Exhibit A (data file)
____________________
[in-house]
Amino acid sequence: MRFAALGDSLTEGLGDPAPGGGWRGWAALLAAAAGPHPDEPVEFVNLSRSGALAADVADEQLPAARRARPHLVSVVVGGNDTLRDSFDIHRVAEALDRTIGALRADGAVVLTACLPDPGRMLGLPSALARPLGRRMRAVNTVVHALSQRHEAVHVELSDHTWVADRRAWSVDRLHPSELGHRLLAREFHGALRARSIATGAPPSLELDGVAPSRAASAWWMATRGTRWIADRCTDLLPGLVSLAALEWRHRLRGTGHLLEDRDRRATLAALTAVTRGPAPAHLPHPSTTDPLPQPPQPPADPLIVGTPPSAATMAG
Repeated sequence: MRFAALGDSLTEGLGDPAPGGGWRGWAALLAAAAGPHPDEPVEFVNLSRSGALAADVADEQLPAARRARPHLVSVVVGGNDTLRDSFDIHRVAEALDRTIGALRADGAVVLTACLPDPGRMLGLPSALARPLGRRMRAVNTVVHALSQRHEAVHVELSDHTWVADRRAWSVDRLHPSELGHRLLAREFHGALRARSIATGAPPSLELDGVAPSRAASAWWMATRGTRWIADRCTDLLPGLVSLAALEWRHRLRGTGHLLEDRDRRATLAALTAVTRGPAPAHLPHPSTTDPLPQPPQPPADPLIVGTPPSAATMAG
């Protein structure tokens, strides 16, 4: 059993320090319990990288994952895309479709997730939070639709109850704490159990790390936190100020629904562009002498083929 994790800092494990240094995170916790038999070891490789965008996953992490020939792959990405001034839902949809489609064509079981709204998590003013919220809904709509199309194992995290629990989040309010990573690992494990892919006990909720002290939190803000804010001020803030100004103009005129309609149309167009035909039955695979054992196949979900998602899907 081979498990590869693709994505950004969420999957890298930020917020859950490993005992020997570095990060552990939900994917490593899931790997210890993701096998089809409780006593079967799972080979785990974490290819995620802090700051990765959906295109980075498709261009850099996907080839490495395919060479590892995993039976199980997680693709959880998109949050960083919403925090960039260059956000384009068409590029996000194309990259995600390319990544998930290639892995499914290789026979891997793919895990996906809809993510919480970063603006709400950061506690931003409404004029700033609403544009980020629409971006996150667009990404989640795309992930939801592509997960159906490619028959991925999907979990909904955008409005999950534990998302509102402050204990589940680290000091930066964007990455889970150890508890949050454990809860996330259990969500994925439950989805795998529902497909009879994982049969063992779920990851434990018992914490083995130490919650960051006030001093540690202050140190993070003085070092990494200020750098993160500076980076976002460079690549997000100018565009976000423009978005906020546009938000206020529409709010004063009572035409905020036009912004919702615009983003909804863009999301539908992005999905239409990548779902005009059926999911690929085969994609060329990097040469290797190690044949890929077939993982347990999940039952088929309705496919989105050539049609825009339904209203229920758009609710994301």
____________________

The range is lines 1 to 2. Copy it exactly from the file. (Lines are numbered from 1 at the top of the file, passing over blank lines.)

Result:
[in-house]
Amino acid sequence: MRFAALGDSLTEGLGDPAPGGGWRGWAALLAAAAGPHPDEPVEFVNLSRSGALAADVADEQLPAARRARPHLVSVVVGGNDTLRDSFDIHRVAEALDRTIGALRADGAVVLTACLPDPGRMLGLPSALARPLGRRMRAVNTVVHALSQRHEAVHVELSDHTWVADRRAWSVDRLHPSELGHRLLAREFHGALRARSIATGAPPSLELDGVAPSRAASAWWMATRGTRWIADRCTDLLPGLVSLAALEWRHRLRGTGHLLEDRDRRATLAALTAVTRGPAPAHLPHPSTTDPLPQPPQPPADPLIVGTPPSAATMAG